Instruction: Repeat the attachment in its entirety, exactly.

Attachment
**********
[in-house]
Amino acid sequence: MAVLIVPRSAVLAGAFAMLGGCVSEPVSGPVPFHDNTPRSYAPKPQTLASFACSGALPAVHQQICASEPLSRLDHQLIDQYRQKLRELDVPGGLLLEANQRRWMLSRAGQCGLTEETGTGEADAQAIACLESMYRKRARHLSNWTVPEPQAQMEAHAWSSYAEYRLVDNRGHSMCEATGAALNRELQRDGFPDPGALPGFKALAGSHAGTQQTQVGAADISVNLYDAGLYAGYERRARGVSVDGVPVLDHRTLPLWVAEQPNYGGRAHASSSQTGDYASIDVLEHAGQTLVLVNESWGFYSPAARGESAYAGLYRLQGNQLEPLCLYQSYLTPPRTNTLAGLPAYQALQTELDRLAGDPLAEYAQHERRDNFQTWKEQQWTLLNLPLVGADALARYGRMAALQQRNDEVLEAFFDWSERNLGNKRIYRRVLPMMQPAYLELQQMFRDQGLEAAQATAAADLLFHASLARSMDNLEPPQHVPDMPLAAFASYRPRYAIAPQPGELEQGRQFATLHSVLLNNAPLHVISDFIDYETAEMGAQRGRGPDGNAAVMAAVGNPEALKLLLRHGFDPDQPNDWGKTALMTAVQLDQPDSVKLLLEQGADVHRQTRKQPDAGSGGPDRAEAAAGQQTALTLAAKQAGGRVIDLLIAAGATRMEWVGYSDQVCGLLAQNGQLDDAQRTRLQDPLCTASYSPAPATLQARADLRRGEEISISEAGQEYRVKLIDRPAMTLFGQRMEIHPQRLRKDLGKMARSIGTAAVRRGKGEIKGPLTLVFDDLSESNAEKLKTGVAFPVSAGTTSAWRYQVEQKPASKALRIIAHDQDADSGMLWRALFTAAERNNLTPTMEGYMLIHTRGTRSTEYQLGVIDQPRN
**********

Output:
[in-house]
Amino acid sequence: MAVLIVPRSAVLAGAFAMLGGCVSEPVSGPVPFHDNTPRSYAPKPQTLASFACSGALPAVHQQICASEPLSRLDHQLIDQYRQKLRELDVPGGLLLEANQRRWMLSRAGQCGLTEETGTGEADAQAIACLESMYRKRARHLSNWTVPEPQAQMEAHAWSSYAEYRLVDNRGHSMCEATGAALNRELQRDGFPDPGALPGFKALAGSHAGTQQTQVGAADISVNLYDAGLYAGYERRARGVSVDGVPVLDHRTLPLWVAEQPNYGGRAHASSSQTGDYASIDVLEHAGQTLVLVNESWGFYSPAARGESAYAGLYRLQGNQLEPLCLYQSYLTPPRTNTLAGLPAYQALQTELDRLAGDPLAEYAQHERRDNFQTWKEQQWTLLNLPLVGADALARYGRMAALQQRNDEVLEAFFDWSERNLGNKRIYRRVLPMMQPAYLELQQMFRDQGLEAAQATAAADLLFHASLARSMDNLEPPQHVPDMPLAAFASYRPRYAIAPQPGELEQGRQFATLHSVLLNNAPLHVISDFIDYETAEMGAQRGRGPDGNAAVMAAVGNPEALKLLLRHGFDPDQPNDWGKTALMTAVQLDQPDSVKLLLEQGADVHRQTRKQPDAGSGGPDRAEAAAGQQTALTLAAKQAGGRVIDLLIAAGATRMEWVGYSDQVCGLLAQNGQLDDAQRTRLQDPLCTASYSPAPATLQARADLRRGEEISISEAGQEYRVKLIDRPAMTLFGQRMEIHPQRLRKDLGKMARSIGTAAVRRGKGEIKGPLTLVFDDLSESNAEKLKTGVAFPVSAGTTSAWRYQVEQKPASKALRIIAHDQDADSGMLWRALFTAAERNNLTPTMEGYMLIHTRGTRSTEYQLGVIDQPRN